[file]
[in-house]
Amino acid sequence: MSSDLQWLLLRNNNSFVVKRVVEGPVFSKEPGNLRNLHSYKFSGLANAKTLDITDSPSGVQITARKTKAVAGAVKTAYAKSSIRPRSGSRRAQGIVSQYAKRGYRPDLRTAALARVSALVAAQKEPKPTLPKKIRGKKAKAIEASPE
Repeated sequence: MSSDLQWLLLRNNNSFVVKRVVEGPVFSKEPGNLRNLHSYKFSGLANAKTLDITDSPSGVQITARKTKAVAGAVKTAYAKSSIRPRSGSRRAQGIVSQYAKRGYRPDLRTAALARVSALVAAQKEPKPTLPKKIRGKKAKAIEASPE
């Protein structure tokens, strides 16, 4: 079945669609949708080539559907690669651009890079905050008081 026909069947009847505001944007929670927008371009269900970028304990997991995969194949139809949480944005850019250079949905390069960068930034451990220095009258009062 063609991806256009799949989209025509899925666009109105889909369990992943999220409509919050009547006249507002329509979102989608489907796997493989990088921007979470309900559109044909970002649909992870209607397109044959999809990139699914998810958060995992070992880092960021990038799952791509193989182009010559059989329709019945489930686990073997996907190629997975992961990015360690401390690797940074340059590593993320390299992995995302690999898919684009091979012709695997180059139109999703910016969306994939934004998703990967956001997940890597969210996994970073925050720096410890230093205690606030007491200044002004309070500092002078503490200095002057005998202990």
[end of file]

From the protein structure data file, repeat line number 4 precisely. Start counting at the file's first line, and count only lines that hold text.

């Protein structure tokens, strides 16, 4: 079945669609949708080539559907690669651009890079905050008081 026909069947009847505001944007929670927008371009269900970028304990997991995969194949139809949480944005850019250079949905390069960068930034451990220095009258009062 063609991806256009799949989209025509899925666009109105889909369990992943999220409509919050009547006249507002329509979102989608489907796997493989990088921007979470309900559109044909970002649909992870209607397109044959999809990139699914998810958060995992070992880092960021990038799952791509193989182009010559059989329709019945489930686990073997996907190629997975992961990015360690401390690797940074340059590593993320390299992995995302690999898919684009091979012709695997180059139109999703910016969306994939934004998703990967956001997940890597969210996994970073925050720096410890230093205690606030007491200044002004309070500092002078503490200095002057005998202990």